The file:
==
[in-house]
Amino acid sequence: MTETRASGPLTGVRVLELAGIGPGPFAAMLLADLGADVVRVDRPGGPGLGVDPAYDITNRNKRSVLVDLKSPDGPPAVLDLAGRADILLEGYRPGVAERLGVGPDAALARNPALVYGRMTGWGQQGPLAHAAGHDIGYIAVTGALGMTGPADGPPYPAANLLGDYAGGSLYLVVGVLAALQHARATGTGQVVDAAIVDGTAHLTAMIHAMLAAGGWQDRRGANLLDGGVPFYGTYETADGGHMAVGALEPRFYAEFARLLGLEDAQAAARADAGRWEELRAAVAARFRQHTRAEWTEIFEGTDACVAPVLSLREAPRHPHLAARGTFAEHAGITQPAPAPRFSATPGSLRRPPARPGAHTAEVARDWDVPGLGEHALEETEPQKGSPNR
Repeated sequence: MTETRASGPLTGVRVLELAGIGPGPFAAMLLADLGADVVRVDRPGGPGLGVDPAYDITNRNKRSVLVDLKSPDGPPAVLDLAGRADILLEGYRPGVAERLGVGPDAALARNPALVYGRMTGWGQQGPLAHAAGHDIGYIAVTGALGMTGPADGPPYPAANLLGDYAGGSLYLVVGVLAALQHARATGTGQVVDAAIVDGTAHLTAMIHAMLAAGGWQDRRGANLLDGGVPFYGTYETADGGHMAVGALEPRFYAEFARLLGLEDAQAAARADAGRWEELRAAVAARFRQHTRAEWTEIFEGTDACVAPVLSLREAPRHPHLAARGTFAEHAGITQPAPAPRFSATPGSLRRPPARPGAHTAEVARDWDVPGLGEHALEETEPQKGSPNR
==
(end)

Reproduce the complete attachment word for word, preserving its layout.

[in-house]
Amino acid sequence: MTETRASGPLTGVRVLELAGIGPGPFAAMLLADLGADVVRVDRPGGPGLGVDPAYDITNRNKRSVLVDLKSPDGPPAVLDLAGRADILLEGYRPGVAERLGVGPDAALARNPALVYGRMTGWGQQGPLAHAAGHDIGYIAVTGALGMTGPADGPPYPAANLLGDYAGGSLYLVVGVLAALQHARATGTGQVVDAAIVDGTAHLTAMIHAMLAAGGWQDRRGANLLDGGVPFYGTYETADGGHMAVGALEPRFYAEFARLLGLEDAQAAARADAGRWEELRAAVAARFRQHTRAEWTEIFEGTDACVAPVLSLREAPRHPHLAARGTFAEHAGITQPAPAPRFSATPGSLRRPPARPGAHTAEVARDWDVPGLGEHALEETEPQKGSPNR
Repeated sequence: MTETRASGPLTGVRVLELAGIGPGPFAAMLLADLGADVVRVDRPGGPGLGVDPAYDITNRNKRSVLVDLKSPDGPPAVLDLAGRADILLEGYRPGVAERLGVGPDAALARNPALVYGRMTGWGQQGPLAHAAGHDIGYIAVTGALGMTGPADGPPYPAANLLGDYAGGSLYLVVGVLAALQHARATGTGQVVDAAIVDGTAHLTAMIHAMLAAGGWQDRRGANLLDGGVPFYGTYETADGGHMAVGALEPRFYAEFARLLGLEDAQAAARADAGRWEELRAAVAARFRQHTRAEWTEIFEGTDACVAPVLSLREAPRHPHLAARGTFAEHAGITQPAPAPRFSATPGSLRRPPARPGAHTAEVARDWDVPGLGEHALEETEPQKGSPNR